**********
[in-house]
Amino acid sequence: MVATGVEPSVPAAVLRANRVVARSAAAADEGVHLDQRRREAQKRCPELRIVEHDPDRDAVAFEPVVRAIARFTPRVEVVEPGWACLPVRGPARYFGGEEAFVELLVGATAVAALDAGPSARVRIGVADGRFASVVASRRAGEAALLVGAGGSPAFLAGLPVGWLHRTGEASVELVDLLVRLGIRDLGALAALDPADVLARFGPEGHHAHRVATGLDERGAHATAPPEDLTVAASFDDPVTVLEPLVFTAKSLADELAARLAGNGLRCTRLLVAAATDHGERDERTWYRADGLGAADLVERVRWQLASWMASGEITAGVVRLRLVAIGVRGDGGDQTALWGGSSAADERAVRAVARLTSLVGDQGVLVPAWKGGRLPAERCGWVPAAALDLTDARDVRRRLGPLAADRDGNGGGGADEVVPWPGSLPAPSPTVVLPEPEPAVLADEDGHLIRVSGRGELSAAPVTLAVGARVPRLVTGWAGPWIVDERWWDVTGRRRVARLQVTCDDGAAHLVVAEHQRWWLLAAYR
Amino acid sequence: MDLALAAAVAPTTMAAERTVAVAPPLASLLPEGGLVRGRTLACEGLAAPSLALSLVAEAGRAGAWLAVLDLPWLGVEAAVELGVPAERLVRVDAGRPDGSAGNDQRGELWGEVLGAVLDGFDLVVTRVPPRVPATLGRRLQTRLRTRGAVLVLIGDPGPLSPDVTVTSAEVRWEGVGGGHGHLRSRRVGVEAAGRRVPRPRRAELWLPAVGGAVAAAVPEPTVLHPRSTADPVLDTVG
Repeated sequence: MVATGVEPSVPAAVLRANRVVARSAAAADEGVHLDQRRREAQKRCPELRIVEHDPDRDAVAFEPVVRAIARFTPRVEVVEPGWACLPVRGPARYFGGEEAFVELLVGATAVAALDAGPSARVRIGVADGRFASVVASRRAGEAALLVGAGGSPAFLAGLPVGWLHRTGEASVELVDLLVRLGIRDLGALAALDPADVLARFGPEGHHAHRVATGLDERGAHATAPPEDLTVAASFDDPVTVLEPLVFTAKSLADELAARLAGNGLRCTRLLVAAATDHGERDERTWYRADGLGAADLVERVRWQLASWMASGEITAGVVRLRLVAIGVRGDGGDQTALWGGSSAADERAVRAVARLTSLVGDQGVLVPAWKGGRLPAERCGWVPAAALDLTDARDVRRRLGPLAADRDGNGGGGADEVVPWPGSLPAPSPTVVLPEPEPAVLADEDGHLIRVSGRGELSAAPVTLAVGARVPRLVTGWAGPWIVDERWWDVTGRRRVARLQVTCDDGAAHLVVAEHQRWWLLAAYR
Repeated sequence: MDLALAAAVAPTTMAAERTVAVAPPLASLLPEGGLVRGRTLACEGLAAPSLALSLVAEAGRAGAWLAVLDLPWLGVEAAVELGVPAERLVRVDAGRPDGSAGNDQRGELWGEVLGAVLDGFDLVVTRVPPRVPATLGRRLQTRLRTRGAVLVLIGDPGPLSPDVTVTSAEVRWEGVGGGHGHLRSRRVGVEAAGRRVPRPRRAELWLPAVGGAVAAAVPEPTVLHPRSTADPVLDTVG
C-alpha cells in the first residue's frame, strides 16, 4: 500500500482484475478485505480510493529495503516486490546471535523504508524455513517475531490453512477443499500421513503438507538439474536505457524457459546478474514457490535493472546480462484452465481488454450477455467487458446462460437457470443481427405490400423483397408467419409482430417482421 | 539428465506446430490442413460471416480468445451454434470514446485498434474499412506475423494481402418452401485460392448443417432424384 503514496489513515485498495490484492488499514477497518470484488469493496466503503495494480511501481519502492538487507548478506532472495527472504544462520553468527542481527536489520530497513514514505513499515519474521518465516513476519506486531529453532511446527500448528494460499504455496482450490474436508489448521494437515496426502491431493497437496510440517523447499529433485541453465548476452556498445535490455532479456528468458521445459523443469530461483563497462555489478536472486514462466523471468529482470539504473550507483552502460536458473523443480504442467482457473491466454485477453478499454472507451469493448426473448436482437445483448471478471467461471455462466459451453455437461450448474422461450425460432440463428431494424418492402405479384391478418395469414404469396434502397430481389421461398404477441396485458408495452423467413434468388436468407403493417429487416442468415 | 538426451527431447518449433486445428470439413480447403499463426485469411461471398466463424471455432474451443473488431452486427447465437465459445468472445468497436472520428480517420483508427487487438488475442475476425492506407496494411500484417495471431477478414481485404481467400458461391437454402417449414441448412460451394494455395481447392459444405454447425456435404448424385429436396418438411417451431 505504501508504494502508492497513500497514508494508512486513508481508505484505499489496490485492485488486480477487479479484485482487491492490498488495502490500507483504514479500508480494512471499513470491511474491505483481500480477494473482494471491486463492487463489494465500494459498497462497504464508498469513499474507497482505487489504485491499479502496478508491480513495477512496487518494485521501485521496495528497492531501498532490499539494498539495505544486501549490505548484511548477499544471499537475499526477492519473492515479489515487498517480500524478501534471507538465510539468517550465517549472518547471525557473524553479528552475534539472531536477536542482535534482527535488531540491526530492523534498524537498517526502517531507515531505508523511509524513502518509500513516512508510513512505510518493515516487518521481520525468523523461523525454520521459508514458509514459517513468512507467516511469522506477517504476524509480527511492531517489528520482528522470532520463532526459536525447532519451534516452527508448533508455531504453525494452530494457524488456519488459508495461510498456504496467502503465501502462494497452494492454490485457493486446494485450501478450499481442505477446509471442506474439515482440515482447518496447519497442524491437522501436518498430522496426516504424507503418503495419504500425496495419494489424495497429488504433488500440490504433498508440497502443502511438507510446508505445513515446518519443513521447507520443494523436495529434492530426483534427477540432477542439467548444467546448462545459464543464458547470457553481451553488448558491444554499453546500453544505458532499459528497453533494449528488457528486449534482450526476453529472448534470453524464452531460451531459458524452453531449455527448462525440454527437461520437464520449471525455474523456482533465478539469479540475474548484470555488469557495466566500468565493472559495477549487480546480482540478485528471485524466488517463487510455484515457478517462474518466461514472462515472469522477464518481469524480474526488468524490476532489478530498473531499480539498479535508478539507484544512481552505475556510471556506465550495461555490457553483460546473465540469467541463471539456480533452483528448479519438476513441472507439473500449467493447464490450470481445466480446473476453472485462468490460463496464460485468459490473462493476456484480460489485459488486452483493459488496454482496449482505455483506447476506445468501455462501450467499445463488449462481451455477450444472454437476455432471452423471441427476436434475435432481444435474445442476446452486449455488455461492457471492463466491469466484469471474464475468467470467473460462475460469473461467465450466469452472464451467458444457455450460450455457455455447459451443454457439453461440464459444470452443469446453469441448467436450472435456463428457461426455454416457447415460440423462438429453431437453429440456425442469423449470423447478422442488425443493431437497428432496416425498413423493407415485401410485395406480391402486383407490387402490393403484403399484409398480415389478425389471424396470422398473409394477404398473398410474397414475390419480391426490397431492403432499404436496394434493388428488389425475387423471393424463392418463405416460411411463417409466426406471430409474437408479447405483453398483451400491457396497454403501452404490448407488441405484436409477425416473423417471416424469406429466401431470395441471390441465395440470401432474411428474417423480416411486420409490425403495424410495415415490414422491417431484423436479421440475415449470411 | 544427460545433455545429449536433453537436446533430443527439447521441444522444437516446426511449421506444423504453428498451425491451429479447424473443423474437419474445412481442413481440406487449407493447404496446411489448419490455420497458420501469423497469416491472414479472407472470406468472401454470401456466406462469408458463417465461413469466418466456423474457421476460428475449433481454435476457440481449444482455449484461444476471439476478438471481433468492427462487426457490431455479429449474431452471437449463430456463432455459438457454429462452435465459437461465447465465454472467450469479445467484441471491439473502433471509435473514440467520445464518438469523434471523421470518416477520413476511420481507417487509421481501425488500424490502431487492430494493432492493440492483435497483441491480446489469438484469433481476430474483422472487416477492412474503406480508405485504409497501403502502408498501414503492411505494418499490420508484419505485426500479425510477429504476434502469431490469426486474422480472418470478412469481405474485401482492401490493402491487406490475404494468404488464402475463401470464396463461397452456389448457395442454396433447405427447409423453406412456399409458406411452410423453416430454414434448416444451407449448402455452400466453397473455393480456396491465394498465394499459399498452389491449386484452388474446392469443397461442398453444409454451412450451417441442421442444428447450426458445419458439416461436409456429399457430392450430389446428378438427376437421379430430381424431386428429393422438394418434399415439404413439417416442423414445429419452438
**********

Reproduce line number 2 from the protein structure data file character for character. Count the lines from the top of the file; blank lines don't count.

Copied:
Amino acid sequence: MVATGVEPSVPAAVLRANRVVARSAAAADEGVHLDQRRREAQKRCPELRIVEHDPDRDAVAFEPVVRAIARFTPRVEVVEPGWACLPVRGPARYFGGEEAFVELLVGATAVAALDAGPSARVRIGVADGRFASVVASRRAGEAALLVGAGGSPAFLAGLPVGWLHRTGEASVELVDLLVRLGIRDLGALAALDPADVLARFGPEGHHAHRVATGLDERGAHATAPPEDLTVAASFDDPVTVLEPLVFTAKSLADELAARLAGNGLRCTRLLVAAATDHGERDERTWYRADGLGAADLVERVRWQLASWMASGEITAGVVRLRLVAIGVRGDGGDQTALWGGSSAADERAVRAVARLTSLVGDQGVLVPAWKGGRLPAERCGWVPAAALDLTDARDVRRRLGPLAADRDGNGGGGADEVVPWPGSLPAPSPTVVLPEPEPAVLADEDGHLIRVSGRGELSAAPVTLAVGARVPRLVTGWAGPWIVDERWWDVTGRRRVARLQVTCDDGAAHLVVAEHQRWWLLAAYR